Members of Migrante Italy held a rally in front of the Basilica di Santa Maria Maggiore in Rome, Italy to voice out their support for the peace talks.
“We in Migrante believe that the root of our country’s migration problem is the lack of agrarian reform, national industrialization and patriotic and independent foreign policy,” Franklin Irabon of Migrante Milan.
Irabon said this situation has forced Filipinos to go abroad.
“Because there is no land reform, we could not create wealth that would help us build industries that can support millions of Filipinos who want to make a living. The result is that we do not have the capacity to allocate resources of the country. Many are without livelihood. Many live in poverty. And that situation is perpetuated by laws and policies in economy and politics,” said Irabon.
Irabon also cited that there are 15 million Filipino migrants all over the world; four of every five are women.
Delegations from as far as Firenze, Milan, Bologna and Florence joined the rally in the morning and the peace forum in the afternoon attended by representatives of the Government of the Philippines (GRP) and the National Democratic Front of the Philippines (NDFP). The peace forum was held at the Basilica Santa Pudenziana, the Filipino Chaplaincy in Rome.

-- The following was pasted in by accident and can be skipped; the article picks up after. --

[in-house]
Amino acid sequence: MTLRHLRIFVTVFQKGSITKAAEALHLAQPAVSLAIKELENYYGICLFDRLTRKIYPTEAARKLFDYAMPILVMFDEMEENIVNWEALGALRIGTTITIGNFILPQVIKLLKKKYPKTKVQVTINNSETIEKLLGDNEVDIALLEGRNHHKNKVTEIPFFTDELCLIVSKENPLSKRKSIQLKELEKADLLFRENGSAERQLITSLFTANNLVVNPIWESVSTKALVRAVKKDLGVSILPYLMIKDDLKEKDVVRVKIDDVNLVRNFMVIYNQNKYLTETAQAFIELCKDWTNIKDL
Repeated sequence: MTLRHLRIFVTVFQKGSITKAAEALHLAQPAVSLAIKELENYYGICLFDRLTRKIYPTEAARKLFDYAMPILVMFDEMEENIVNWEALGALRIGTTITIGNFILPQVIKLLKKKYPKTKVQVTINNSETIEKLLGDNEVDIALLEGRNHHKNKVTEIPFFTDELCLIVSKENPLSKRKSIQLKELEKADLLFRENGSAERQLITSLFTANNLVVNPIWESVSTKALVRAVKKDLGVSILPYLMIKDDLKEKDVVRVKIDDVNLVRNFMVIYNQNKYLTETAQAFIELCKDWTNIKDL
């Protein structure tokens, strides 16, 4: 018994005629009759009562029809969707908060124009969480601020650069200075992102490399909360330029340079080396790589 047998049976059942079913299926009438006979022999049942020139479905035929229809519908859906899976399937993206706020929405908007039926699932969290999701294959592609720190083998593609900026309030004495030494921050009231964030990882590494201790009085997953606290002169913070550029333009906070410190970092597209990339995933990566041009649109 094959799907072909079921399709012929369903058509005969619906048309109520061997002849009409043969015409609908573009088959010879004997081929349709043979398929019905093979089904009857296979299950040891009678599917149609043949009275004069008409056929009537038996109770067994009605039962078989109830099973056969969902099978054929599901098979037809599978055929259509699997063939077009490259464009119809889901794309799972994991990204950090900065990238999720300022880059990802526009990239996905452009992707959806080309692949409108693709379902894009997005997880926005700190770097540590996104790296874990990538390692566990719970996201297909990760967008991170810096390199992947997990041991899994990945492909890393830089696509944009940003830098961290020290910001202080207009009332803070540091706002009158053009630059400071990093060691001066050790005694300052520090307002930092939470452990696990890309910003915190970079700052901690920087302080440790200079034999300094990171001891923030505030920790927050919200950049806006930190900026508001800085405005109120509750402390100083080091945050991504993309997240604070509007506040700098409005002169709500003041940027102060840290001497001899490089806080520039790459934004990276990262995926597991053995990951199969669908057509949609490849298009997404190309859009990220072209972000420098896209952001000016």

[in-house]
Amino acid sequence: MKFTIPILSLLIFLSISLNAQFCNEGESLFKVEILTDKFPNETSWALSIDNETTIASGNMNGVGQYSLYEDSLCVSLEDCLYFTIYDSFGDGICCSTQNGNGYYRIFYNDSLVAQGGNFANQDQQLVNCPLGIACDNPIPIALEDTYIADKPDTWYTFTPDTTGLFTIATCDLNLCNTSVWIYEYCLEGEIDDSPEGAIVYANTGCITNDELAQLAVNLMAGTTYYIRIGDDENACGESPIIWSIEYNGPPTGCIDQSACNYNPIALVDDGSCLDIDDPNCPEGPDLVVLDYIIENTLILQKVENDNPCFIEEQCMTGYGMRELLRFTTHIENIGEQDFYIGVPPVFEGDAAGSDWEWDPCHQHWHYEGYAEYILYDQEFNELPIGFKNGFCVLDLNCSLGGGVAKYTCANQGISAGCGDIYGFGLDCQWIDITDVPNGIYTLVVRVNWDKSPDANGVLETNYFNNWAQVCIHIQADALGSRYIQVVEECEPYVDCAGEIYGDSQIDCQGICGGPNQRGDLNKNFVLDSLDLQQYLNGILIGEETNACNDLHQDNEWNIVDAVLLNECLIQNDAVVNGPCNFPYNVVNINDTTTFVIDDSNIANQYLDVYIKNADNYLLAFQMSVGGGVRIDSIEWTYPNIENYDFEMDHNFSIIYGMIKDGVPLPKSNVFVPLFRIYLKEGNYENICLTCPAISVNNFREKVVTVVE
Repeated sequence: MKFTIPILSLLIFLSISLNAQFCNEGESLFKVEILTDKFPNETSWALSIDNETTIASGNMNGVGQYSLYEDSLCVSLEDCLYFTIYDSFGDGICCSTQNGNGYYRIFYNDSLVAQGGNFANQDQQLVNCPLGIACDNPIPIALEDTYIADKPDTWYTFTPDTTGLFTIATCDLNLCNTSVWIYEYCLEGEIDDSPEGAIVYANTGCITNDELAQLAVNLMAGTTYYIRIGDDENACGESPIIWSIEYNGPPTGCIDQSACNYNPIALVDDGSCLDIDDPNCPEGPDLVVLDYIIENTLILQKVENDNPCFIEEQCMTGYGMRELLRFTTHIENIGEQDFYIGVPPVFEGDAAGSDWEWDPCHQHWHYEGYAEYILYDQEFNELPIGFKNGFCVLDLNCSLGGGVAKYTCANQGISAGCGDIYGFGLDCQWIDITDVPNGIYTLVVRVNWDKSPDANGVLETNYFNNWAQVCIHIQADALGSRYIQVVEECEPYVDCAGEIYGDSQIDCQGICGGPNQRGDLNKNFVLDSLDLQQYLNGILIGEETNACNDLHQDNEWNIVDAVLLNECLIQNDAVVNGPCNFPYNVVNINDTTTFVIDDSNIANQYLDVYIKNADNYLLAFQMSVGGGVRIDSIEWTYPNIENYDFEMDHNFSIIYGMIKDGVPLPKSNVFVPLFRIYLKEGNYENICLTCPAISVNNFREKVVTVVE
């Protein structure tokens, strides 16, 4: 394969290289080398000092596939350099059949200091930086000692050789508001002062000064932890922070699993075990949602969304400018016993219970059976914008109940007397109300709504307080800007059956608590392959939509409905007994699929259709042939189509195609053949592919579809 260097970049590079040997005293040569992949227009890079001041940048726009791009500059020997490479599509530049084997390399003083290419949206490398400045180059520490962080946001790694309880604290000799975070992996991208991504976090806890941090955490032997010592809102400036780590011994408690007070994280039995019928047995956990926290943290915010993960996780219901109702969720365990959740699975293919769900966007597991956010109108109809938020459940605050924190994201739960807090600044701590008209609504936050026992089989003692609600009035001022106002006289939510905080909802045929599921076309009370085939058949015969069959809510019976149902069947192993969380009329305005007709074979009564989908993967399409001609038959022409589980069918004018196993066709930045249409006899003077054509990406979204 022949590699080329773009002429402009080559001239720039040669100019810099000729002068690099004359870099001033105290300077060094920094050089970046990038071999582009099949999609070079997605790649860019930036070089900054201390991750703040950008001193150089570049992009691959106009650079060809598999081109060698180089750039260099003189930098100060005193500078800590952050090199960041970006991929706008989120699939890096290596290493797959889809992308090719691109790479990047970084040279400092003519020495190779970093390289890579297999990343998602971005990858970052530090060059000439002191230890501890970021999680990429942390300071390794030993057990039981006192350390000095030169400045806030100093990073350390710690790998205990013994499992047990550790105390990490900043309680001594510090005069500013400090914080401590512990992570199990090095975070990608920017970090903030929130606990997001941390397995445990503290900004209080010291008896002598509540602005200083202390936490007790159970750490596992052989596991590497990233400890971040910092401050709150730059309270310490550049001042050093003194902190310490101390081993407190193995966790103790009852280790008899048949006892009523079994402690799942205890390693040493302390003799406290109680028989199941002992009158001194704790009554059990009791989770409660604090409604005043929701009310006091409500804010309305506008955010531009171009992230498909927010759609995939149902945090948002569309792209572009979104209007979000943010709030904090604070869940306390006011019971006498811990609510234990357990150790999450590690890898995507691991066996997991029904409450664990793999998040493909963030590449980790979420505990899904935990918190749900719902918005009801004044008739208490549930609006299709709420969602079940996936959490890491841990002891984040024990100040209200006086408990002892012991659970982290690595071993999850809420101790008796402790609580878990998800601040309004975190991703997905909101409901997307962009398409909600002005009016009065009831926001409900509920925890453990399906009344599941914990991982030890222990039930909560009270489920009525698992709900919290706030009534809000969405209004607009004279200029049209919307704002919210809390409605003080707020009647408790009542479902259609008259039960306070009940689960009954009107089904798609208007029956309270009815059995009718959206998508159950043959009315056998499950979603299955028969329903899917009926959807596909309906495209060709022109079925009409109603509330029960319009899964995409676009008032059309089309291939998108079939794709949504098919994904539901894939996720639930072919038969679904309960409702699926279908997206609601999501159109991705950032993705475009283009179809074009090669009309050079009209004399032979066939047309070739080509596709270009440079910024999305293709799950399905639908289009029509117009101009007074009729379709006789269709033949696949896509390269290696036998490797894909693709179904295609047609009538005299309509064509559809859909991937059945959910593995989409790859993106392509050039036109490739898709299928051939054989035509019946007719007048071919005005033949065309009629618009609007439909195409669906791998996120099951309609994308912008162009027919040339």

An OFW is impassioned in asking the first question in the open forum, questioning why she had to work hard so her kids would finish college only to be employed and to dream of working abroad like she had to do.
“What can you do to resolve this?” she asked.
GRP Peace Panel member Rene Sarmiento said that it is fortunate that the GRP Peace Panel Chair is also the Department of Labor Secretary who can look into the problem and conceive of solutions to the problem.
The main program of the third round of peace talks is the discussion of the GRP and NDFP drafts for a Comprehensive Agreement on Social and Economic Reforms (CASER). The outline of this agreement has been agreed upon in the previous round.
To the NDFP, the core topics of the CASER included land reform and national industrialization.
“The current economic policies of the Philippine government run counter to industrialization efforts. Minerals are mined from our lands, sent out of the country where it will be made to steel and then we have to buy that product made from our own resources,” explained NDFP consultant Adelberto Silva.
Silva said that national industrialization would produce jobs in the country that would allow Filipinos to live in dignity as they also contribute to nation-building.
“In pursuing national industrialization, you would not have to go out of the country. You would have productive jobs. We would be able to make our own steel, make our own computers, machines, cars and what our country needs,” Silva addressed the OFWs.
The third round of peace talks went on a one-day break on January 22.